The fifth has ridden me once and really doesn't see the point. He finds me slightly uninteresting, I think, but it's just as well. I stay quite busy toting his womenfolk around.

Who are YOUR people? Do you have a favorite?


My, what big hooves you have!

This little girl was about as big as FarmWife's youngest child.

 The draft world of our region seems to be dominated by a handful of families, families who've had working horses for generations and who have now established beautiful, flashy, and well-outfitted teams of eight plus spares. They turn up at plowing matches, regional fairs, and draft horse shows around our area, and they always bring a dozen mighty horses. 

These people, of course, have children and grandchildren and great-grandchildren. These great-grandchildren are about the same age and size as FarmWife's girls, and so it was that FarmWife came to be asked, "why can't I have a clydesdale and enter him in this show?"

"Well, dear," FarmWife probably found herself saying, "draft horses eat more than Fenway and these children have had draft horses in their families for generations. Their families probably have big farms where they grow their own hay. It's really not in our means to have a draft horse," and so on and so forth.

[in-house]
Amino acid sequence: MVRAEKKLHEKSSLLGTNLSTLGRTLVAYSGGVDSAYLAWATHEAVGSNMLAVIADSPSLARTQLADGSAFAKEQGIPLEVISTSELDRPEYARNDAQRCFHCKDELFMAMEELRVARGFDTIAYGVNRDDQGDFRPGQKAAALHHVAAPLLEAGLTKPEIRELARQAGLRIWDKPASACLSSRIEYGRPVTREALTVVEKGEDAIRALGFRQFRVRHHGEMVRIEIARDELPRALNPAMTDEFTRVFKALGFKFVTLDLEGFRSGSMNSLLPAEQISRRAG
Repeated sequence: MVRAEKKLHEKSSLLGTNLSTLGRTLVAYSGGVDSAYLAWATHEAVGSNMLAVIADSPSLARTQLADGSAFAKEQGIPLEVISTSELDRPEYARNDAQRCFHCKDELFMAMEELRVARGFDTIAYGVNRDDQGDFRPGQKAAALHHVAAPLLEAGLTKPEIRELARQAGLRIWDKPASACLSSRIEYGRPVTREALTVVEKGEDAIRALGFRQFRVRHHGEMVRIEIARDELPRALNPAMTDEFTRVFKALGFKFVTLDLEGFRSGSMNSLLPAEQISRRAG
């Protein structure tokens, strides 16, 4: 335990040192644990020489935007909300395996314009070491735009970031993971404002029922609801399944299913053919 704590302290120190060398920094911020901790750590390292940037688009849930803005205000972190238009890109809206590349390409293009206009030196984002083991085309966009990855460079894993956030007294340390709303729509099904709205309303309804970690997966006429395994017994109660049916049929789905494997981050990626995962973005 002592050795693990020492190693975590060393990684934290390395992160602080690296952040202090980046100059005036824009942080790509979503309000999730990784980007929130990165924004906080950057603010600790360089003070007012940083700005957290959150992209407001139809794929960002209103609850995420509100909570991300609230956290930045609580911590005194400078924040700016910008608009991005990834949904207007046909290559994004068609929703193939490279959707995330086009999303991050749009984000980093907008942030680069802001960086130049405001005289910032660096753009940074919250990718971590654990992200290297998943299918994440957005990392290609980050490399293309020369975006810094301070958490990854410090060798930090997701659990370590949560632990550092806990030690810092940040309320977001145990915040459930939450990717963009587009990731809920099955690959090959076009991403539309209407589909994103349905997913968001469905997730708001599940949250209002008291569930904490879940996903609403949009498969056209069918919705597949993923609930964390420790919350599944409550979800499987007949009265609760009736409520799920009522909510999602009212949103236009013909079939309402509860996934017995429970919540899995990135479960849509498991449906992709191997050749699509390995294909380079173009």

FarmWife wants to drive. She really does. She wants a horse or mule that will pull a cart, do some plowing, and skid a log should she ask him to. That's not me, but that's OK. I am a nervous wreck in harness, and most of the fun in working a mule comes from knowing he likes his work and performs it safely and well. She will wait, and sometime later in life she will have another animal that likes that job. In the meantime, she will go to these things and take pictures. Then she will come home, and hug me, Fenway Bartholomule, and say "I still like you better." 


These young handlers from Mt. Baker Clydesdales had
just completed a driving class, in which they both placed. 
One of Shagren's Belgians' entries in the youth cart class.
Belgians make nice mules, you know! 
A nod to the single helmeted rider in this drill team—
ears to you and your safe attire.

Saturday, July 16, 2011

Zoological gardens

The children made a zoo and I got to be in it! If you look closely, you'll see that the children have chimpanzee, zebra, leopard, jaguar, platypus, bat, sugar glider, tree kangaroo, and mule habitats. Not only am I the biggest and shiniest specimen in their collection, but I am also the luckiest—I am the only one with a large habitat, and one designed to imitate my native soil.

Just keep me away from those big cats, girls.


Friday, July 15, 2011

Selfish, selfish woman

Gif  by Photobucket user Pam_Calif
FarmWife says "no hooves on the keyboard," and unfortunately this means that my internet time is limited to her availability. While she really enjoys transcribing my daily blog posts and keeping up with my fans via comments and email, she finds Facebook distracting and addictive. The upshot is that my page—my own Facebook fanpage with all my 1700+ wonderful fans—has been deactiviated along with her personal account. Selfish, selfish woman!